Identifier

etd-0703103-151402

Degree

Doctor of Philosophy (PhD)

Department

Chemistry

Document Type

Dissertation

Abstract

Gradual deposits of lipids, proteins, and calcium on the coronary arterial walls cause atherosclerosis, leading to blockage of the blood flow and possible heart attack. Despite many studies, the mechanism underlying these processes remains unclear. In this research, differences between native and bypass plaque deposits from the same heart were examined. In addition, the crystalline and the amorphous plaques within these native and bypass vessels were characterized. The techniques used to characterize the deposits included inductively coupled plasma mass spectrometry (ICPMS), solid-state nuclear magnetic resonance (NMR), high performance liquid chromatography (HPLC), etc. The results from the ICPMS technique showed that the concentrations of Ca and P varied widely in the bypass arteries. In contrast, the concentrations of Ca and P were higher in the native deposits. The molar ratios of Ca/P indicated that these elements probably exist as hydroxyapatite in the calcified tissues. However, the molar ratio of Ca/P in the soft tissue suggests that the phosphorus does not only exist as hydroxyapatite but that at least half of it may also be organic. The 13C and 31P solid-states NMR spectra of the native and bypass coronary plaques from the same heart indicated that the concentrations of carbonyl groups, typical of cholesterol esters, were similar between the native and bypass arteries. Significant signals of carbonyl groups in the crystalline and amorphous plaques were due to amino acids and proteins deposited in the plaques. Studies of 31P showed that the phosphorus exists mostly as hydroxyapatite in the crystalline native plaque, but a large proportion exists as organic phosphorus. To study the interactions of calcium with homocysteine and cholesterol, 13C solid-state NMR of homocysteine, Ca-homocysteine, Ca-homocysteine-cholesterol, Ca-cholesterol were performed. Significant spectral changes were also noted when calcium was added to homocysteine and cholesterol. The chemical forms and the distribution of calcium were studied using x-ray absorption and light microscopy with silver staining. Finally, chromatographic methods (CEC and APCI-MS) showed that only 40 % or less of the plaque in native or bypass arteries consisted of cholesterol and its esters and the remaining, 60% were composed of proteins, fatty acids, and phospholipids.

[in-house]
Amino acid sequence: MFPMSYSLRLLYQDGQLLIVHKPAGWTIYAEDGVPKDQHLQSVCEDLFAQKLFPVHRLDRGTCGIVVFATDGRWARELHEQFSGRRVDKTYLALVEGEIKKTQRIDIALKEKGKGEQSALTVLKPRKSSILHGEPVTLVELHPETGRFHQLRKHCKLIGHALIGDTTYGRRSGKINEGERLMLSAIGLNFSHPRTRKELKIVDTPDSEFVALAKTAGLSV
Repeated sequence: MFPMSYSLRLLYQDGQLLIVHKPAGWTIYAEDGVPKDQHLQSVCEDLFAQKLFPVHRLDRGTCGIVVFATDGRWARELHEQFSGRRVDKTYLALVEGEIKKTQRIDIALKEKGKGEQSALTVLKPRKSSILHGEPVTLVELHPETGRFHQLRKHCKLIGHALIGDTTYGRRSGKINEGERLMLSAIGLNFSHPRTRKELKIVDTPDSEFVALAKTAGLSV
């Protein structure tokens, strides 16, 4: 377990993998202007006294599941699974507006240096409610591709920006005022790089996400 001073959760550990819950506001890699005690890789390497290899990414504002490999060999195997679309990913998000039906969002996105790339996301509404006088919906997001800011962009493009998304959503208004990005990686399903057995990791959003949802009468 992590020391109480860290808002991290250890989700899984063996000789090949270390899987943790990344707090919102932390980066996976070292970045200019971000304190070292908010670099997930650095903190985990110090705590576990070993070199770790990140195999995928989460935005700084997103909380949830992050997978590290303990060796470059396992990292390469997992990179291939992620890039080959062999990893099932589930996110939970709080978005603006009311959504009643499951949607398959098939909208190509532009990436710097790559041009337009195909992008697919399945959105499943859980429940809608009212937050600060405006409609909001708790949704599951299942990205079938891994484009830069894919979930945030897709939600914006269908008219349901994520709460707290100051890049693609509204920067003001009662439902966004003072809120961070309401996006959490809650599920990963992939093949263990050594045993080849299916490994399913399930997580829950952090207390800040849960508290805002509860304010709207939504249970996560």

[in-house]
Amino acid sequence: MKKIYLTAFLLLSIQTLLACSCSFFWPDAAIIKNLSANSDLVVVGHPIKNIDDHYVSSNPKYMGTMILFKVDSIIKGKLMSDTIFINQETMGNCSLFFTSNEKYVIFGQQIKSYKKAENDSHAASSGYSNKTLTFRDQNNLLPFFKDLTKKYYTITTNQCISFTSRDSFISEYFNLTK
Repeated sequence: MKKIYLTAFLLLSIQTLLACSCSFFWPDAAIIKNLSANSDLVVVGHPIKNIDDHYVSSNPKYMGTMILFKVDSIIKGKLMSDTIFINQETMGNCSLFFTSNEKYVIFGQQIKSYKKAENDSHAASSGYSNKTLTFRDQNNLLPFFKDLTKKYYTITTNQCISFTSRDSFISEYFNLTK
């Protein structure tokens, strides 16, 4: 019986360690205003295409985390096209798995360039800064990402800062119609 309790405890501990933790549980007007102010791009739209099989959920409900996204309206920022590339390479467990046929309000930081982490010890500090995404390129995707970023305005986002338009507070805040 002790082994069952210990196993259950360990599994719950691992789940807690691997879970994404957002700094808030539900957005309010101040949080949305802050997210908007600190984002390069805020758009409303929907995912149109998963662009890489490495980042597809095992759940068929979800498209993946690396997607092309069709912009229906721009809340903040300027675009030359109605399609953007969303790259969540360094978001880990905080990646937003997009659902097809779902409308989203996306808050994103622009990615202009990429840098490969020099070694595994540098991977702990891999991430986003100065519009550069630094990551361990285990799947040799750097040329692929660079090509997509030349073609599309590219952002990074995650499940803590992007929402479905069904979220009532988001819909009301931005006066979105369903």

Date

2003

Document Availability at the Time of Submission

Release the entire work immediately for access worldwide.

Committee Chair

Isiah M. Warner

Included in

Chemistry Commons

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